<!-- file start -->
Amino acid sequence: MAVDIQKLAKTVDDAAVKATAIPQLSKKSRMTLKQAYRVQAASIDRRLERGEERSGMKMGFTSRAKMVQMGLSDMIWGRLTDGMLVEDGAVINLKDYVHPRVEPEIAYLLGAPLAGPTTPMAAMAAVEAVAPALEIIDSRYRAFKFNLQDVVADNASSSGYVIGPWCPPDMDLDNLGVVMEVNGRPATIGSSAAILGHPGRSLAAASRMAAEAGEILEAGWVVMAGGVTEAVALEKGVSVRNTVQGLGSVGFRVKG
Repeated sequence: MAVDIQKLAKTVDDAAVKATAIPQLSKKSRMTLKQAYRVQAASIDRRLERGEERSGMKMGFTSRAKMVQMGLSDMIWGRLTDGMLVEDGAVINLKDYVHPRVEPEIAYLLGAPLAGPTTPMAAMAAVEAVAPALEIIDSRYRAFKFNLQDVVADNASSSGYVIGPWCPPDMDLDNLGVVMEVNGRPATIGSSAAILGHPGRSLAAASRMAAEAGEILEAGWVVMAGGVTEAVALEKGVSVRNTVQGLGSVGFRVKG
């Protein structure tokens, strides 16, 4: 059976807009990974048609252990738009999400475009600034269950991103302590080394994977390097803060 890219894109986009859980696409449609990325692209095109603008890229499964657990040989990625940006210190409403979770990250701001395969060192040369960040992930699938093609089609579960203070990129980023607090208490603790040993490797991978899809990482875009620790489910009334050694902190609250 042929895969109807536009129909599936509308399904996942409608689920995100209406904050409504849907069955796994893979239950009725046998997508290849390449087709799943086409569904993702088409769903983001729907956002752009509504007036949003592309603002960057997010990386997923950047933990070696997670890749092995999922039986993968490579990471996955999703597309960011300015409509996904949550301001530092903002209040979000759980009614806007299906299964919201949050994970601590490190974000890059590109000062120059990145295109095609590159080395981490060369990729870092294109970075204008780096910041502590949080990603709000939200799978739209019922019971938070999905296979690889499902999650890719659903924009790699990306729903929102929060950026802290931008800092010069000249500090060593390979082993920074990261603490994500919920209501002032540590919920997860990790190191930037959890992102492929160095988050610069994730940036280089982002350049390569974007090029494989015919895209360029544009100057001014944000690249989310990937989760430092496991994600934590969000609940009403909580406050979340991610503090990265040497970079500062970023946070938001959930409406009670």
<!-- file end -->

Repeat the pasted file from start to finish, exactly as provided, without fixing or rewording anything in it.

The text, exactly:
Amino acid sequence: MAVDIQKLAKTVDDAAVKATAIPQLSKKSRMTLKQAYRVQAASIDRRLERGEERSGMKMGFTSRAKMVQMGLSDMIWGRLTDGMLVEDGAVINLKDYVHPRVEPEIAYLLGAPLAGPTTPMAAMAAVEAVAPALEIIDSRYRAFKFNLQDVVADNASSSGYVIGPWCPPDMDLDNLGVVMEVNGRPATIGSSAAILGHPGRSLAAASRMAAEAGEILEAGWVVMAGGVTEAVALEKGVSVRNTVQGLGSVGFRVKG
Repeated sequence: MAVDIQKLAKTVDDAAVKATAIPQLSKKSRMTLKQAYRVQAASIDRRLERGEERSGMKMGFTSRAKMVQMGLSDMIWGRLTDGMLVEDGAVINLKDYVHPRVEPEIAYLLGAPLAGPTTPMAAMAAVEAVAPALEIIDSRYRAFKFNLQDVVADNASSSGYVIGPWCPPDMDLDNLGVVMEVNGRPATIGSSAAILGHPGRSLAAASRMAAEAGEILEAGWVVMAGGVTEAVALEKGVSVRNTVQGLGSVGFRVKG
């Protein structure tokens, strides 16, 4: 059976807009990974048609252990738009999400475009600034269950991103302590080394994977390097803060 890219894109986009859980696409449609990325692209095109603008890229499964657990040989990625940006210190409403979770990250701001395969060192040369960040992930699938093609089609579960203070990129980023607090208490603790040993490797991978899809990482875009620790489910009334050694902190609250 042929895969109807536009129909599936509308399904996942409608689920995100209406904050409504849907069955796994893979239950009725046998997508290849390449087709799943086409569904993702088409769903983001729907956002752009509504007036949003592309603002960057997010990386997923950047933990070696997670890749092995999922039986993968490579990471996955999703597309960011300015409509996904949550301001530092903002209040979000759980009614806007299906299964919201949050994970601590490190974000890059590109000062120059990145295109095609590159080395981490060369990729870092294109970075204008780096910041502590949080990603709000939200799978739209019922019971938070999905296979690889499902999650890719659903924009790699990306729903929102929060950026802290931008800092010069000249500090060593390979082993920074990261603490994500919920209501002032540590919920997860990790190191930037959890992102492929160095988050610069994730940036280089982002350049390569974007090029494989015919895209360029544009100057001014944000690249989310990937989760430092496991994600934590969000609940009403909580406050979340991610503090990265040497970079500062970023946070938001959930409406009670």